There has been a lot of talk over the last six months about the importance of activities, especially within care homes, partly I believe due to us easing out of the pandemic and services being open for the people we support again and perhaps as we now understand the importance of meaningful activities to help stimulate people’s minds.
For anyone who has self-isolated during this pandemic, I would ask that you spend a couple of minutes reflecting on how it was. Personally, I thought it would be great to have two weeks off work to unwind and relax, but actually not having anything to do, not being able to get up and choose what to do and not being able to go out as freely as I would have liked was frustrating. The novelty of being off soon turned into boredom.
It is the same for people we support who cannot do these things themselves and rely on us as their care staff to support these activities.
Benefits of activities
Over the last couple of years, there has been a lot more research carried out to find out the average timeframe people undertake or stick with an activity, the impact it has on wellbeing, whether it reduces medications, increases stability/dexterity and more. The overall outcome is that meaningful activities help with all the above things; decreased medication, increased dexterity, reduced falls, increased concentration, improved mental health and wellbeing, reduced depression levels etc.
Activities need to have a starting point. It is crucial that the first thing we do with anyone we support is to find out what activities the person you are supporting enjoys and making a list of these. If you’re not sure, find out how much they can do for themselves and what support needs they have. It is also important to find out activities they used to enjoy as it is always worth re-trying these as our choices and likes/dislikes change as we get older. When supporting people with dementia it is good practice to retry activities as one thing they like and enjoy today may very much change the next day.
Knowing the person’s life history alongside any goals they have is crucial in being able to tailor activity plans and care plans to support them in achieving these goals. In learning disability services this happens a lot more often and goals are broken down into smaller steps and worked towards overtime. However, I would love to see this happen more in elderly services. It may be that someone we support wants to learn a new skill, undertake a new college course, jump out of a plane, learn how to play poker, lose weight, write a book and regardless of the activity or goal we should be supporting people to achieve these.
Taking risks into account
I know there will be someone reading this, either working within social care or outside of the sector who is saying “what about risk assessments?”. Yes, I would agree we need to ensure that thorough risk assessments are carried out and in place. However, it is crucial to think outside the box and encourage our teams to enforce positive risk-taking. We need to try as much as possible to reduce/remove the risk, assess the activity and how things can be done differently, consult with the next of kin/power of attorneys and support people to take risks. I am more than happy to support anyone looking to introduce positive risk-taking or who would like support with risk assessing.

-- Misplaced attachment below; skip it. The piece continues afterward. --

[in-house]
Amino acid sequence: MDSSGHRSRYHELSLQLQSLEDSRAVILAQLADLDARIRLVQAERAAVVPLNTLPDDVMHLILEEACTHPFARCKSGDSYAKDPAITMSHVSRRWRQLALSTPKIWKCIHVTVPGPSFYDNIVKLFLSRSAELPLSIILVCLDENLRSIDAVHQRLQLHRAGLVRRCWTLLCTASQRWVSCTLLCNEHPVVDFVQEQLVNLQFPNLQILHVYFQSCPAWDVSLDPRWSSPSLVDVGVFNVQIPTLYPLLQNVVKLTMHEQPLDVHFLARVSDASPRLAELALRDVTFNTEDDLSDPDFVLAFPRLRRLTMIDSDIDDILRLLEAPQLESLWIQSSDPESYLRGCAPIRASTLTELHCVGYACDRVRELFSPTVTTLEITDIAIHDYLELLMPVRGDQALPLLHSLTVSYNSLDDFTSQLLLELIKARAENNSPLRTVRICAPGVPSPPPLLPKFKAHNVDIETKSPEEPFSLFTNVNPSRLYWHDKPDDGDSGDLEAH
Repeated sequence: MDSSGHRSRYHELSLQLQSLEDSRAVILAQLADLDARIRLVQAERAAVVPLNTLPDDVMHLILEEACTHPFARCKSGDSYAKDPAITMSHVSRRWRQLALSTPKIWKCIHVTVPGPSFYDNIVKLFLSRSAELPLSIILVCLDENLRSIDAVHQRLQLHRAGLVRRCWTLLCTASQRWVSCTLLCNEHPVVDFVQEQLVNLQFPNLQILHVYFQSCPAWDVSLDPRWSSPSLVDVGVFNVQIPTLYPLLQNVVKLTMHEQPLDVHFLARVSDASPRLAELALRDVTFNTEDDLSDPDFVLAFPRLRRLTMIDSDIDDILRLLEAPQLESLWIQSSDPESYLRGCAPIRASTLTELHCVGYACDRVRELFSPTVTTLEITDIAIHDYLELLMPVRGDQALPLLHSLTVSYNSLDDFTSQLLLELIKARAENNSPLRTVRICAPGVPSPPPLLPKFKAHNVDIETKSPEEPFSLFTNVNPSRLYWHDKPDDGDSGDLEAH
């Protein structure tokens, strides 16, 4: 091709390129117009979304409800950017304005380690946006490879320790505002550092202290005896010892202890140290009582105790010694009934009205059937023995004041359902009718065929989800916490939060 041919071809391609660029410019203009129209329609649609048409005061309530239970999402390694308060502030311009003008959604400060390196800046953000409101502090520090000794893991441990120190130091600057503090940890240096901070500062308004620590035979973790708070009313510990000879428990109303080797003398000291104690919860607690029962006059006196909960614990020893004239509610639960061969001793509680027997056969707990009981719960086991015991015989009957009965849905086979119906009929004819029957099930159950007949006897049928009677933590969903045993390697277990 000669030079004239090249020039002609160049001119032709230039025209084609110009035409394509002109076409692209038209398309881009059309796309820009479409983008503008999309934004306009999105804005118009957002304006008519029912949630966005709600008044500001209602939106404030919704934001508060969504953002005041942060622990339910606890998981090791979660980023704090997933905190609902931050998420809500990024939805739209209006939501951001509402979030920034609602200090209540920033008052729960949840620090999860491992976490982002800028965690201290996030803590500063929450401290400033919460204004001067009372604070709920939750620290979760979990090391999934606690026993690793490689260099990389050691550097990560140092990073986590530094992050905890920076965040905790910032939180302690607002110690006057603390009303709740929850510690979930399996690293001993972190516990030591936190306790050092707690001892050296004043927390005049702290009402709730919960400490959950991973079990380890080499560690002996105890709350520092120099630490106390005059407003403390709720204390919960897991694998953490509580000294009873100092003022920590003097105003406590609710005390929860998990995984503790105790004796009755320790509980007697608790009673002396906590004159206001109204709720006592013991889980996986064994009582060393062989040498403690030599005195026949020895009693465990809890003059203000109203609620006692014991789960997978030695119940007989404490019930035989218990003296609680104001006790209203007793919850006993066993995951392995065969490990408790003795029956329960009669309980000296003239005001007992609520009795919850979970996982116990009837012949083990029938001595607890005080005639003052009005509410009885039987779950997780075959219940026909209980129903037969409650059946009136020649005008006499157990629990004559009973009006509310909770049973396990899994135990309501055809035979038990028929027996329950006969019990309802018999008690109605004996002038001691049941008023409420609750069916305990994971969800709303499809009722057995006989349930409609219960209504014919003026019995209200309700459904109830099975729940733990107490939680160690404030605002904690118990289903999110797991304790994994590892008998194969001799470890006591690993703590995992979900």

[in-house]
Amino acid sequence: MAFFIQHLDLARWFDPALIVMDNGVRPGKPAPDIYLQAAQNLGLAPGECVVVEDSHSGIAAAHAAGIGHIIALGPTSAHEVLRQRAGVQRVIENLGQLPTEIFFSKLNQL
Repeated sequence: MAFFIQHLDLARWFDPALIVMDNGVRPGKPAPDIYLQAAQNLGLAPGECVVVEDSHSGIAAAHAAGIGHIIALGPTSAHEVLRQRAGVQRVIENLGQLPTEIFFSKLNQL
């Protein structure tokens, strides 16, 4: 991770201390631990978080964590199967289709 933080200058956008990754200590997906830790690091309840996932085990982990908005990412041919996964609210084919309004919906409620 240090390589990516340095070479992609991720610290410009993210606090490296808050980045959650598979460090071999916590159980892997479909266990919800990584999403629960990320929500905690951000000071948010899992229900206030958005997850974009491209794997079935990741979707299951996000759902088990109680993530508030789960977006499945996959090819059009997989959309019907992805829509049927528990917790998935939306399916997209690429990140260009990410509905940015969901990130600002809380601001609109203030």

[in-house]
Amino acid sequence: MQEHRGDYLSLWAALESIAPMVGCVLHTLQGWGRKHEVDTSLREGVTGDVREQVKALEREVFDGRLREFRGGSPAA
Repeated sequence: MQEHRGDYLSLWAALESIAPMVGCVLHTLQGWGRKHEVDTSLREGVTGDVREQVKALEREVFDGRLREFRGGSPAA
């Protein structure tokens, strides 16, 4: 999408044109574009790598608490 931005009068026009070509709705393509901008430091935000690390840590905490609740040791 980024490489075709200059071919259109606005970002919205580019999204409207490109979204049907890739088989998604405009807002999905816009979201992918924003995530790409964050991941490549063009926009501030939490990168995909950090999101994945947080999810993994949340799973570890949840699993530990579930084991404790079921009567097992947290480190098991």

Continuing the use of technology in services
Technology in care services has increased, especially during the pandemic with the introduction of Google Home/Alexa devices, video calling, and electronic games.
People we support have learnt new skills as well as being able to stay in contact with their friends and family. For some people, this has not worked and it is important that we find suitable alternatives, but it is crucial that we continue to build on the technology that people have access to especially as the population ages. People will want to maintain the online presence they have now, even when they are older and require support.
Finding the right activity for your service user
It is important that we remember that activities are not just for care homes, they should be embedded into everyday life for the people we support regardless of the “care setting” they live in. Our service users will all have hobbies, things they enjoy or dislike doing and this shouldn’t change just because they now require support.
It is equally important to remember that for some people, relaxing on a sofa watching tv may be meaningful to them and it is therefore important that you have an in-depth plan of the activities that someone does like or doesn’t like doing and the impact each has or can have on overall wellbeing in case anyone ever queries something.
One tip I will share is that when I used to assess someone, whether it was for home care or if the person was moving into a care home was to find out their activity likes and dislikes, whether there was anything new they wanted to try and also to put together their ‘5 golden moments’ which was their wish list or goals they wanted to achieve. I think regardless of what it is called, these are really important for the people we support and you can see and hear from people how much of a difference it has made. Their goals don’t have to be elaborate like bungee jumping but could be something as simple as flower arranging.